Slanesville, West Virginia
|Slanesville, West Virginia|
|Elevation||1,181 ft (360 m)|
|Time zone||Eastern (EST) (UTC-5)|
|• Summer (DST)||EDT (UTC-4)|
|GNIS feature ID||1549520|
Slanesville is an unincorporated community in northeastern Hampshire County in the U.S. state of West Virginia. Slanesville is located at the crossroads of Bloomery Pike (West Virginia Route 29) with Slanesville Pike (Hampshire County Route 3) and Cold Stream Road (Hampshire County Route 45/20). Slanesville Pike and Cold Stream Road formerly made up the Springfield Grade Road that ran from Capon Bridge to Springfield. According to the 2000 census, the Slanesville community has a population of 691.
The community of Slanesville was earliest inhabited by generations of the Slain family in the late 18th century and upon its settlement it was known as Cross Roads because of its prime location at the meeting of the Martinsburg (old West Virginia Route 45) and Springfield (West Virginia Secondary Route 3) Grade Roads. Slanesville then took the name of Slain's Cross Roads after the prominence of the Slain family in the vicinity of the community. It was also misspelled as Slane's Cross Roads which would later influence its current name. Slanesville was then referred to as Dog Town because of the Slain family’s large number of dogs. Finally, the community was referred to as Slainsville and then Slanesville after Thomas Slain in the 1857 when a post office was established here. Slanes Knob (1,588 ft), located near Capon Bridge, is also named for the prominent Slain family in the area.
Slanesville differed from its neighboring communities of Bloomery and North River Mills early on because it never became the center of major industry. Bloomery to its northeast was a center for iron smelting and blooming, while North River Mills, like its name suggests, was a center for mill production on North River. Slanesville was predominantly a farming community throughout most of its history and served as a popular stagecoach stop in the early 19th century along the Martinsburg and Springfield Grade Roads. The only signs of limited industry in Slanesville were two blacksmith shops run by the Hockman family and a cider mill.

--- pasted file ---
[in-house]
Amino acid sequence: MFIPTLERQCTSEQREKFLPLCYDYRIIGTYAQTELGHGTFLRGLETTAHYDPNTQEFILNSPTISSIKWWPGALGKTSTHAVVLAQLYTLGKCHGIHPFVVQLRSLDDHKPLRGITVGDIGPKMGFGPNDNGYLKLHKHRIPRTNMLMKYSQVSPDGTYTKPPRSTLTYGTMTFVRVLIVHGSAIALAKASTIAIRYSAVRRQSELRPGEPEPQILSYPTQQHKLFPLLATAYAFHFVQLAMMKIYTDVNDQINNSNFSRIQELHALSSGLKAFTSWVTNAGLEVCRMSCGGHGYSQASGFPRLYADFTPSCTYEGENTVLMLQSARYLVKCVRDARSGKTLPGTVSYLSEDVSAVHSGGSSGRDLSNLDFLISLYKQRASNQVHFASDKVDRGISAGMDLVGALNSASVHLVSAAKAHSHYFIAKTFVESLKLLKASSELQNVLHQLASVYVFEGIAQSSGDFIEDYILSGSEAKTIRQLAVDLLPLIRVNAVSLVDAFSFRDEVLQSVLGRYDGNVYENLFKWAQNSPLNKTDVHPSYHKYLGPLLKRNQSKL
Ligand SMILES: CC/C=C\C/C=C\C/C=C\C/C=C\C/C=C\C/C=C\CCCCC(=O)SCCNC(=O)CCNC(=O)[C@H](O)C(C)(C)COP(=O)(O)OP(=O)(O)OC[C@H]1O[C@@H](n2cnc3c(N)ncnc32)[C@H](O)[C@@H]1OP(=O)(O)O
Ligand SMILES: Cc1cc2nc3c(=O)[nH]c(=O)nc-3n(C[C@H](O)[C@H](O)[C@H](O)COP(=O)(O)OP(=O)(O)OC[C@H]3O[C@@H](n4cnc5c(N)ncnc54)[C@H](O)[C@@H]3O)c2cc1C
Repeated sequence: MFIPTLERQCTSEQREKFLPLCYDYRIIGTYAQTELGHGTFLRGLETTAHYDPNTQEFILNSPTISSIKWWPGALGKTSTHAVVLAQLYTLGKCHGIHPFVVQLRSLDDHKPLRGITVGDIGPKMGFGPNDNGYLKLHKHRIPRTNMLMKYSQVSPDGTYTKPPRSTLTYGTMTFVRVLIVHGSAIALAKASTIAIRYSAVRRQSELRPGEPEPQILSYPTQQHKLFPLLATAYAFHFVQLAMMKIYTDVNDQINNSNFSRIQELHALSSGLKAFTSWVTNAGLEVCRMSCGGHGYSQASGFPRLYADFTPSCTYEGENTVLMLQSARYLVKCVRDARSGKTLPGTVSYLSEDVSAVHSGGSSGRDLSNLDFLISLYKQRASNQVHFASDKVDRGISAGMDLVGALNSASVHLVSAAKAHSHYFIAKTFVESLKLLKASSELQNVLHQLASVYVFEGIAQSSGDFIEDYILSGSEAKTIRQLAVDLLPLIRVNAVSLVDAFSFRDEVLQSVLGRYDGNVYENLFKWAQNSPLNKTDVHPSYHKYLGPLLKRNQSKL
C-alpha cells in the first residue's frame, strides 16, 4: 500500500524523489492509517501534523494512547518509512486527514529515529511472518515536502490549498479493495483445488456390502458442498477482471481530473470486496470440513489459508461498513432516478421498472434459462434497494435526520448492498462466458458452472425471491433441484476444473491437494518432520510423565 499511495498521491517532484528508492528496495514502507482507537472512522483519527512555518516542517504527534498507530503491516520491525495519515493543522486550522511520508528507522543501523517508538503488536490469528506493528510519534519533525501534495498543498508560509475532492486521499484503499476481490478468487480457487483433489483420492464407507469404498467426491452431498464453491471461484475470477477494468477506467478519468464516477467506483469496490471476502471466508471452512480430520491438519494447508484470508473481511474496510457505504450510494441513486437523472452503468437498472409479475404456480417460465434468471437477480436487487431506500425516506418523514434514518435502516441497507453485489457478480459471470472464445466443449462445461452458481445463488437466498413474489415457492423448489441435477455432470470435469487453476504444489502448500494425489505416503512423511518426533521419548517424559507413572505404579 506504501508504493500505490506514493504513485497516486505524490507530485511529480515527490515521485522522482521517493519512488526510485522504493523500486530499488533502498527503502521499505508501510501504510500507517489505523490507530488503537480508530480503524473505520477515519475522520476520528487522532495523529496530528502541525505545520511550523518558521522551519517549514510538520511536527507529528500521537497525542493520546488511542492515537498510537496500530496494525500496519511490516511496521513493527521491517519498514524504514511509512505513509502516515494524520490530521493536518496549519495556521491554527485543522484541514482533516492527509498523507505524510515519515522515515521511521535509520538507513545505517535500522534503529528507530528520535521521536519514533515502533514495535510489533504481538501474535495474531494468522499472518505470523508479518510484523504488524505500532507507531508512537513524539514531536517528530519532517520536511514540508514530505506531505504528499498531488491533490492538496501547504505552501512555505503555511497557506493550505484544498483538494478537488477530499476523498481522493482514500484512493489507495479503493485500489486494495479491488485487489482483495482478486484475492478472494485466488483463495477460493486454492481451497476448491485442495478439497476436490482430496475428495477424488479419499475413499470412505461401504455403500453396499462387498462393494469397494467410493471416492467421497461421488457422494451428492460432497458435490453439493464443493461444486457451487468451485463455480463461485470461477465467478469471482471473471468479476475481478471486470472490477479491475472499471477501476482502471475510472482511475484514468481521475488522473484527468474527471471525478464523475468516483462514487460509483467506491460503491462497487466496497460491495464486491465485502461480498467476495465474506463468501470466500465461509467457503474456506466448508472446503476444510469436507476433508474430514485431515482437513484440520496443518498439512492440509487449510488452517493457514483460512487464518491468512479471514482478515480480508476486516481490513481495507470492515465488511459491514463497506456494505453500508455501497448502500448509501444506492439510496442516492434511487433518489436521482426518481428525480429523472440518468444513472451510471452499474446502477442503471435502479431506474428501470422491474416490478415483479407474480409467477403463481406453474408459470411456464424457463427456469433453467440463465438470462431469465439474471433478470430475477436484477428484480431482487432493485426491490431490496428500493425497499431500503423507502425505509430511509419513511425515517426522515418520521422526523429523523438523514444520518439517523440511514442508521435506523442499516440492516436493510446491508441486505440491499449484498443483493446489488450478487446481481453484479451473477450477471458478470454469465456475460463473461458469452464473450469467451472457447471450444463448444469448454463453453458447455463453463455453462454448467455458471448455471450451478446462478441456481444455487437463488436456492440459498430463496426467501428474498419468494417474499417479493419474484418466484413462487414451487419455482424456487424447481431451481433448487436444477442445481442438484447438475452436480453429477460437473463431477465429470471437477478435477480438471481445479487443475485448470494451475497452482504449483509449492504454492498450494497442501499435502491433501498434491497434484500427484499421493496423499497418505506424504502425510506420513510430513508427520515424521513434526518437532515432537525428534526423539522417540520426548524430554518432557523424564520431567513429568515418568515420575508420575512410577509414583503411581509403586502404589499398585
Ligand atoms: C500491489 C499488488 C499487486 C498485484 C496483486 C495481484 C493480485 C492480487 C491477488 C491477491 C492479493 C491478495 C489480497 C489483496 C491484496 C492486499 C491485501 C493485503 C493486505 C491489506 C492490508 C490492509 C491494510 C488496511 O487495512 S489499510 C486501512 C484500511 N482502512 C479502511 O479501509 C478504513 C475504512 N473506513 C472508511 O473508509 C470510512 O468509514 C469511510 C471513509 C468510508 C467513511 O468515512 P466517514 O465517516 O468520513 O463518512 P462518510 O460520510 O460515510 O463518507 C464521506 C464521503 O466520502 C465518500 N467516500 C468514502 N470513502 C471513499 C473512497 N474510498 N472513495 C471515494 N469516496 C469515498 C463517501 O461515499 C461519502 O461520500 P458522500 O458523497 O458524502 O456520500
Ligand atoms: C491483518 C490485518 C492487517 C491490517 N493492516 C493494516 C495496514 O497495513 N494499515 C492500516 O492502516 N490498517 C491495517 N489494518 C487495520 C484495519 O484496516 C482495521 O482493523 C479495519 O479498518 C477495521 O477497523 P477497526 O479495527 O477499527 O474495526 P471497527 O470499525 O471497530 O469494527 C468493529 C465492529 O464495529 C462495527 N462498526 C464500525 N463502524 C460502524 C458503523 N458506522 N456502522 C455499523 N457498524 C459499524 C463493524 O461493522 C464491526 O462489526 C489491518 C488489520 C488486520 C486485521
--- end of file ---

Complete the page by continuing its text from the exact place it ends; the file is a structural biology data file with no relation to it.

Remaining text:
Later a store was erected close to the intersection of the Martinsburg and Springfield Grade Roads. The Old Henderson Store was purchased and operated by Glenn and Opal Heavner in the 1940s. When the “New Road”, Route 45 (now Route 29) was cut the Heavners purchased land and built the “New Store”, Heavner’s Grocery. The post office was then moved from its old location on Braddock Road at the old intersection and housed in a corner of the new store. The old store was torn down and the Heavners donated a portion of the land to the Slanesville Presbyterian Church. In the 1960s an addition to the store was added for a new post office. The store was sold in 1973 and has changed hands many times. It is now known as Slanesville General Store .
A fire in the summer of 1955 cost the community three buildings and this led to the formation of the Slanesville Volunteer Fire Department that same year. The owner's of Heavner's Grocery donated land adjacent to the store and the men and women of the community built the firehouse and community center. The Slanesville VFD is still located in the same "downtown" location. The Slanesville Presbyterian Church is also located in "downtown" across Slanesville Pike from the general store.
The community’s Slanesville Elementary School along WV 29 south of town was host to President George H. W. Bush in April 1991 when he landed by helicopter in a field adjacent to the school to award Rae Ellen McKee the National Teacher of the Year award for 1991. A fifth grade remedial reading teacher, McKee was chosen from among the nation's more than 2.5 million elementary and secondary public school teachers.
- Mount Union Christian Church, Bloomery Pike (WV Route 29)
- Slanesville Community Mennonite Church, Slanesville Pike (CR 3)
- Slanesville Presbyterian Church, Slanesville Pike (CR 3)
- U.S. Geological Survey Geographic Names Information System: Slanesville, West Virginia. Retrieved on 2008-10-30.
- Slanesville, West Virginia ZIP code profile, DownloadZIPCode.com. Accessed 2008-01-19.
- Munske, Roberta and Kerns, Wilmer, ed. (2004). Hampshire County West Virginia: 1754-2004. Romney, West Virginia: The Hampshire County 250th Anniversary Committee. p. 87. ISBN 0-9715738-2-4.